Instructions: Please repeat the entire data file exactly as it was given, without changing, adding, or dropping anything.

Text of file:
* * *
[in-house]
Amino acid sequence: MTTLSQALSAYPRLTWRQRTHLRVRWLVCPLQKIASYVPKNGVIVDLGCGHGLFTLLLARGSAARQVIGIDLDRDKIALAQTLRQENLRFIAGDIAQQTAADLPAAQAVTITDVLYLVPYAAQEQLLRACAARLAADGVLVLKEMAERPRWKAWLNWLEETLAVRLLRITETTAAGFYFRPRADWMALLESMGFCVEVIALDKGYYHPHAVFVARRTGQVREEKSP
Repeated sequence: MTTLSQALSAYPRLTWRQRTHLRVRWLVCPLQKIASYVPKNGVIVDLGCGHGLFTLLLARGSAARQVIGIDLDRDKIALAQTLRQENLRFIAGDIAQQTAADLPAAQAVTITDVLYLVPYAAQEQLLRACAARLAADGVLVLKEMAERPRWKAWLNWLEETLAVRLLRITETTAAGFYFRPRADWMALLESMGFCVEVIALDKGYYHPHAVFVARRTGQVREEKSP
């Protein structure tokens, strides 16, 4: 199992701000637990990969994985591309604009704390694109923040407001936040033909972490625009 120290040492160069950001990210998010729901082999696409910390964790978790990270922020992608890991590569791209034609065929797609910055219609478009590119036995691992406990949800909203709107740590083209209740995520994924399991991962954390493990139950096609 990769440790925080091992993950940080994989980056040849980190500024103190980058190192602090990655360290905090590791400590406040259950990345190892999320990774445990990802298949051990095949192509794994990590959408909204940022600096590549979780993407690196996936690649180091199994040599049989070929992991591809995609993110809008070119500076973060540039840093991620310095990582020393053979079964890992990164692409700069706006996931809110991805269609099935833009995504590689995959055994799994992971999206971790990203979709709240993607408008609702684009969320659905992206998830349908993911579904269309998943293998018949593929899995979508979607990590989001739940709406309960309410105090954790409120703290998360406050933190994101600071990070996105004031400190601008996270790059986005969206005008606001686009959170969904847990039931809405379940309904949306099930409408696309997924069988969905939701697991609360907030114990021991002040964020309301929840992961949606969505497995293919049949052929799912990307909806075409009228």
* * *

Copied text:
[in-house]
Amino acid sequence: MTTLSQALSAYPRLTWRQRTHLRVRWLVCPLQKIASYVPKNGVIVDLGCGHGLFTLLLARGSAARQVIGIDLDRDKIALAQTLRQENLRFIAGDIAQQTAADLPAAQAVTITDVLYLVPYAAQEQLLRACAARLAADGVLVLKEMAERPRWKAWLNWLEETLAVRLLRITETTAAGFYFRPRADWMALLESMGFCVEVIALDKGYYHPHAVFVARRTGQVREEKSP
Repeated sequence: MTTLSQALSAYPRLTWRQRTHLRVRWLVCPLQKIASYVPKNGVIVDLGCGHGLFTLLLARGSAARQVIGIDLDRDKIALAQTLRQENLRFIAGDIAQQTAADLPAAQAVTITDVLYLVPYAAQEQLLRACAARLAADGVLVLKEMAERPRWKAWLNWLEETLAVRLLRITETTAAGFYFRPRADWMALLESMGFCVEVIALDKGYYHPHAVFVARRTGQVREEKSP
């Protein structure tokens, strides 16, 4: 199992701000637990990969994985591309604009704390694109923040407001936040033909972490625009 120290040492160069950001990210998010729901082999696409910390964790978790990270922020992608890991590569791209034609065929797609910055219609478009590119036995691992406990949800909203709107740590083209209740995520994924399991991962954390493990139950096609 990769440790925080091992993950940080994989980056040849980190500024103190980058190192602090990655360290905090590791400590406040259950990345190892999320990774445990990802298949051990095949192509794994990590959408909204940022600096590549979780993407690196996936690649180091199994040599049989070929992991591809995609993110809008070119500076973060540039840093991620310095990582020393053979079964890992990164692409700069706006996931809110991805269609099935833009995504590689995959055994799994992971999206971790990203979709709240993607408008609702684009969320659905992206998830349908993911579904269309998943293998018949593929899995979508979607990590989001739940709406309960309410105090954790409120703290998360406050933190994101600071990070996105004031400190601008996270790059986005969206005008606001686009959170969904847990039931809405379940309904949306099930409408696309997924069988969905939701697991609360907030114990021991002040964020309301929840992961949606969505497995293919049949052929799912990307909806075409009228």